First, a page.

The NFL has announced that Patriots QB Tom Brady’s appeal has been denied, and that he will sit for the first four games of 2015, including the NFL season opener on September 8th in Foxboro against the Steelers and the next three games after that.
The penalties were issued after NFL-appointed investigator Ted Wells found that Brady was “at least generally aware” of plans made by two team employees to prepare the balls to his liking, below the league-mandated 12.5 pounds per square inch.
The NFLPA appealed Brady’s punishment on three grounds: that only the commissioner has the authority to impose discipline (league vice president Troy Vincent issued the original penalty); the four-game suspension is “grossly inconsistent” with prior treatment of similar alleged conduct; and the discipline is based on the Wells report, which contains insufficient evidence to find Brady in violation of NFL rules.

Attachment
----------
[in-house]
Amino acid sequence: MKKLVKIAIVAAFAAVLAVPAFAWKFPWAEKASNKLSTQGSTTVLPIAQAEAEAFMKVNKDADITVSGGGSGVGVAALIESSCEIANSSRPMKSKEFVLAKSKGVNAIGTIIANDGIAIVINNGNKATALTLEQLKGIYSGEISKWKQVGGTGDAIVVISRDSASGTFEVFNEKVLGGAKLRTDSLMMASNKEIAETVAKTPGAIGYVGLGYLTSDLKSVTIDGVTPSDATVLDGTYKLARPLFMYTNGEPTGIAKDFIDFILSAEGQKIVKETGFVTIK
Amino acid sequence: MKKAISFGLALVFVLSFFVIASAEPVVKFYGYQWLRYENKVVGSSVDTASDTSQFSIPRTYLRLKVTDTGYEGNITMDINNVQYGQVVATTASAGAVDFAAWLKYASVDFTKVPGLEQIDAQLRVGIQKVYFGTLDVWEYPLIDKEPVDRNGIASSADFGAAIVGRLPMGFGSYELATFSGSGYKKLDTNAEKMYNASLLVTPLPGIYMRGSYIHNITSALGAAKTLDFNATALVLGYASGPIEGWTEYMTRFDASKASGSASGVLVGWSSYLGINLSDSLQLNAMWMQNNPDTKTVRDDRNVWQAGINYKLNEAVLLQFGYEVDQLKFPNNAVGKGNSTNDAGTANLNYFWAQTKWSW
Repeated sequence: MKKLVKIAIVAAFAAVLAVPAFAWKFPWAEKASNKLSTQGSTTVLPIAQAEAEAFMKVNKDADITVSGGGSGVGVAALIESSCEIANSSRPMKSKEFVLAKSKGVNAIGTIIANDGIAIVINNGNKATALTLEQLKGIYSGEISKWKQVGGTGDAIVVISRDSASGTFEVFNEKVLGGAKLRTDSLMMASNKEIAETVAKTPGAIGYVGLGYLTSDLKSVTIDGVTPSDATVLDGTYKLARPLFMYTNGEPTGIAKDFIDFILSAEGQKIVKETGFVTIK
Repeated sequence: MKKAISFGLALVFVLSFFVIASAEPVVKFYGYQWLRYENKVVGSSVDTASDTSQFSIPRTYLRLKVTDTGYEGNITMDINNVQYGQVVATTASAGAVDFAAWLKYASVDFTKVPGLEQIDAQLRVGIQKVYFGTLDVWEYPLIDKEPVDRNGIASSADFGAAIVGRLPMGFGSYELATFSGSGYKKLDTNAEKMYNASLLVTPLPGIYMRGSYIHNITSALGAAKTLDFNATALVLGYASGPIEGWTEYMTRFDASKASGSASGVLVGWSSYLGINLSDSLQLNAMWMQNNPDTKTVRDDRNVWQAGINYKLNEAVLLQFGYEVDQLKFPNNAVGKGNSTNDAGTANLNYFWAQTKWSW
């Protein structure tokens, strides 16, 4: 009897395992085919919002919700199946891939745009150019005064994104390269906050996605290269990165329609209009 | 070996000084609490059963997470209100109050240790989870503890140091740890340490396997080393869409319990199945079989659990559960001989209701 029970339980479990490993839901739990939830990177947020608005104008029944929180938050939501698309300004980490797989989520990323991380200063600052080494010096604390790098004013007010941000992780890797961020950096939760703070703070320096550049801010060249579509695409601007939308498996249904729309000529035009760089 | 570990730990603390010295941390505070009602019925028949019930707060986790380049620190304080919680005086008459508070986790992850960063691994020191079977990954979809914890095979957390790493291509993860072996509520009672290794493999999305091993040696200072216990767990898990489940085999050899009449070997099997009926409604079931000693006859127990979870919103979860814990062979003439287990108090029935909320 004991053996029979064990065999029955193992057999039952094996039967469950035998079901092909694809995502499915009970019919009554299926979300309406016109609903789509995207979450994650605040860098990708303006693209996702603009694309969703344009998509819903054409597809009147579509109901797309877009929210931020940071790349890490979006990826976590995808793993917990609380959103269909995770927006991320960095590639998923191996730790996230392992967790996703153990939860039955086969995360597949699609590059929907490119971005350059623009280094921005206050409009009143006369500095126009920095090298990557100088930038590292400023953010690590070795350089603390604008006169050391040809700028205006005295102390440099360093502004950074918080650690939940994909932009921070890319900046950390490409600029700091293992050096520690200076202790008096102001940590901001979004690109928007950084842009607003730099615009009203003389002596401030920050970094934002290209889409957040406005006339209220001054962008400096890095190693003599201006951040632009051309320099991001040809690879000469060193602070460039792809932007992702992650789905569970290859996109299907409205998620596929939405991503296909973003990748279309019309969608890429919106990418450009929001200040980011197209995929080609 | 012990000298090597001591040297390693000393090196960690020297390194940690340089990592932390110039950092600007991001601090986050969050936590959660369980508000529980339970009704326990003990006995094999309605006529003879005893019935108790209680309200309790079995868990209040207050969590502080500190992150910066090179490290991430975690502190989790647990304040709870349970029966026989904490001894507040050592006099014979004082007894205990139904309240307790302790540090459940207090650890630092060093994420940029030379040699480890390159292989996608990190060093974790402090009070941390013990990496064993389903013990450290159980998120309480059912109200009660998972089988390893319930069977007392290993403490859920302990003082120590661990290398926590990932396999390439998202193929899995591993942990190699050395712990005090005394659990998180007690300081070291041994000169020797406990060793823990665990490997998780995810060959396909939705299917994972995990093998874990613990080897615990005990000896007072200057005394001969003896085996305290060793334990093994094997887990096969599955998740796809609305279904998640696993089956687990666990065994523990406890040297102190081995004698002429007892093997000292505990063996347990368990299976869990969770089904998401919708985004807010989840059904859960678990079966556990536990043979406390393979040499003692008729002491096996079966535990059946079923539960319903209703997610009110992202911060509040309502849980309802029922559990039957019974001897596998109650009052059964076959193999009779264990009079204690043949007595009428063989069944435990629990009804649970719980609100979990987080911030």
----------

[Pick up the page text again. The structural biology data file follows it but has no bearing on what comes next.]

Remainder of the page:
The union also asked Goodell to recuse himself in favor of a neutral arbitrator, but the commissioner rejected the motion, citing the importance of his duty to safeguard the integrity of the game.
The Patriots were also fined $1 million and docked two draft picks, one of them next year’s first rounder, in the wake of the Wells report findings. Patriots owner Robert Kraft eventually decided not to fight those aspects of the league’s discipline even though he’s adamantly defended his team throughout the course of the Deflategate proceedings.
The Wells Report found that Patriots locker room attendant Jim McNally referred to himself as “the deflator” in text messages with equipment manager John Jastremski. The Patriots argued this was simply a term referencing McNally’s desire to lose weight.
NFL says Tom Brady directed that his cell phone be destroyed on or shortly before March 6, when Brady met with investigator Ted Wells.
— SportsCenter (@SportsCenter) July 28, 2015
This is not much of a surprise, but you can bet we’ve not heard the last of the situation, as there’s rumblings that Brady and the Pats are going to continue to push the issue, and take it to an even higher court.